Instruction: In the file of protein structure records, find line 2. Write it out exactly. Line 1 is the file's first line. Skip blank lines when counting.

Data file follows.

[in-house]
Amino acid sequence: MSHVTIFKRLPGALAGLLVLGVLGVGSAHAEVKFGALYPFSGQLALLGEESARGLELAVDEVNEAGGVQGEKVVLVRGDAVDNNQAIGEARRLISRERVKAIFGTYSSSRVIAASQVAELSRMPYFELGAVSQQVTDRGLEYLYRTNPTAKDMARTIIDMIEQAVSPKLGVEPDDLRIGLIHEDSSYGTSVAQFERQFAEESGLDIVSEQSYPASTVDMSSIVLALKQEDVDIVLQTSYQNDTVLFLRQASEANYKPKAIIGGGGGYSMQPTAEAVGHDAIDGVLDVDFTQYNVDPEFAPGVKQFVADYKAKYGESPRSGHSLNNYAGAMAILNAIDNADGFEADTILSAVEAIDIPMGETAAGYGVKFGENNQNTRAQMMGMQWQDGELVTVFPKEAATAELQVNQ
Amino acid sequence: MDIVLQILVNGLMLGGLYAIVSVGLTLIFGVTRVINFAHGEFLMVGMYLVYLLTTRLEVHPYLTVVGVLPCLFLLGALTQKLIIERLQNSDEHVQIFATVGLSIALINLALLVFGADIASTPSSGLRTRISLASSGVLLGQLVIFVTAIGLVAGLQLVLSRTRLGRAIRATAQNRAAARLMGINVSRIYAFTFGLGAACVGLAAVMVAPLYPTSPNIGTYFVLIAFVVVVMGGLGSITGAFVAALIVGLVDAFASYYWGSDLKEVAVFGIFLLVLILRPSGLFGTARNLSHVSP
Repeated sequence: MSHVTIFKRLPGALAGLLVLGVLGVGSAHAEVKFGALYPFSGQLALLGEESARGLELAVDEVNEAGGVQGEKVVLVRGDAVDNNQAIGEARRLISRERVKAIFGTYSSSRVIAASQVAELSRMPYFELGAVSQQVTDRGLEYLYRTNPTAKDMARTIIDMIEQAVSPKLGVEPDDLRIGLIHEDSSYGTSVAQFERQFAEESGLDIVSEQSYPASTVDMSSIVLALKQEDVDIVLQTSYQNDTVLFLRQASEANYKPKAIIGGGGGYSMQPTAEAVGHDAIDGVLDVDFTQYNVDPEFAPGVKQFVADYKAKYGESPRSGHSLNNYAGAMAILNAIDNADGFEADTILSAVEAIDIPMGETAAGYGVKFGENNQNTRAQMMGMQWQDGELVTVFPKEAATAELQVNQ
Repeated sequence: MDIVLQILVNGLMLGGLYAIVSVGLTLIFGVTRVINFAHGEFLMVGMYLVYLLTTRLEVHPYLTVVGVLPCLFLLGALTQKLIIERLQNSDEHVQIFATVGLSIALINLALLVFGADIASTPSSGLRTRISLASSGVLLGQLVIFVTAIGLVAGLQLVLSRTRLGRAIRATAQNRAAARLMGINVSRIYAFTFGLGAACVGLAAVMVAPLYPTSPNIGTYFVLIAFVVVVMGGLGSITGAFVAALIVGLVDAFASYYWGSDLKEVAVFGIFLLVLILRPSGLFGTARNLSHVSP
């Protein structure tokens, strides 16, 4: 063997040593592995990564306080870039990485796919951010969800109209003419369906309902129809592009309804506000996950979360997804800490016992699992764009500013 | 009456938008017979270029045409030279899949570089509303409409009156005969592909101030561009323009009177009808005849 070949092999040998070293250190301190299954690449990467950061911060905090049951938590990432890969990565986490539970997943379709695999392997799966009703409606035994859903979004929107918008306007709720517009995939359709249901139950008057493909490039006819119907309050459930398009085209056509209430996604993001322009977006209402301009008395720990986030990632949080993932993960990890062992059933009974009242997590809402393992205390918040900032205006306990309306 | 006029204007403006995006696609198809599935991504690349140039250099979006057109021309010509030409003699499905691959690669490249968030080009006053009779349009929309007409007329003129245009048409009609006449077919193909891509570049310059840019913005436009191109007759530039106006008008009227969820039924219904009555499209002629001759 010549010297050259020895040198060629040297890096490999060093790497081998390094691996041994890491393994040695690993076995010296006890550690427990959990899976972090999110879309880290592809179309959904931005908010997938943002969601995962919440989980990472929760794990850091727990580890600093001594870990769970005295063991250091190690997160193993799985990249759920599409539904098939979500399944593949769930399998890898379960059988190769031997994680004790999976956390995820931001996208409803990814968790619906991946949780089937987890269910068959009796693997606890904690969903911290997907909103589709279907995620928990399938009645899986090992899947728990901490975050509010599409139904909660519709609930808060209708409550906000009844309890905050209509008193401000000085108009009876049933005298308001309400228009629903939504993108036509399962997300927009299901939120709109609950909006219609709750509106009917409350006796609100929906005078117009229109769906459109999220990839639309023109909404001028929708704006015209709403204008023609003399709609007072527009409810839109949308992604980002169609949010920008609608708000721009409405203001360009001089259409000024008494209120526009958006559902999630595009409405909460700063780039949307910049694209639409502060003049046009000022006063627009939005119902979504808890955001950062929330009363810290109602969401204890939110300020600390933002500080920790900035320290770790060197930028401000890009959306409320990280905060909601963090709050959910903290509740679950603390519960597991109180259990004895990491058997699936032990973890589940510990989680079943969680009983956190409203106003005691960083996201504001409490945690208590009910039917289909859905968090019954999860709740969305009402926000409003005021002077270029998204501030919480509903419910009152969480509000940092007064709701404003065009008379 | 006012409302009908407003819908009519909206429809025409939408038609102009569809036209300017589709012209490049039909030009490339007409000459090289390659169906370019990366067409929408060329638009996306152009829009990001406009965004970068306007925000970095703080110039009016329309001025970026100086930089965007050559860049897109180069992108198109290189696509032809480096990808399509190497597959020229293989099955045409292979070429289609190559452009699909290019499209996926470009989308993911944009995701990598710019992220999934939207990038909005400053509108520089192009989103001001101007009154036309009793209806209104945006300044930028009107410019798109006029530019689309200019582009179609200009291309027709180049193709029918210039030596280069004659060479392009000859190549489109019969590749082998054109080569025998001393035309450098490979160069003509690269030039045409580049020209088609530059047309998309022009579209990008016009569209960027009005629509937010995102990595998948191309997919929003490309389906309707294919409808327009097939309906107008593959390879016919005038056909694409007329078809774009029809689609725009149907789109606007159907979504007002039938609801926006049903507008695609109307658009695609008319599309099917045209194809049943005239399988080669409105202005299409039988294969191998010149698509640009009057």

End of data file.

Amino acid sequence: MSHVTIFKRLPGALAGLLVLGVLGVGSAHAEVKFGALYPFSGQLALLGEESARGLELAVDEVNEAGGVQGEKVVLVRGDAVDNNQAIGEARRLISRERVKAIFGTYSSSRVIAASQVAELSRMPYFELGAVSQQVTDRGLEYLYRTNPTAKDMARTIIDMIEQAVSPKLGVEPDDLRIGLIHEDSSYGTSVAQFERQFAEESGLDIVSEQSYPASTVDMSSIVLALKQEDVDIVLQTSYQNDTVLFLRQASEANYKPKAIIGGGGGYSMQPTAEAVGHDAIDGVLDVDFTQYNVDPEFAPGVKQFVADYKAKYGESPRSGHSLNNYAGAMAILNAIDNADGFEADTILSAVEAIDIPMGETAAGYGVKFGENNQNTRAQMMGMQWQDGELVTVFPKEAATAELQVNQ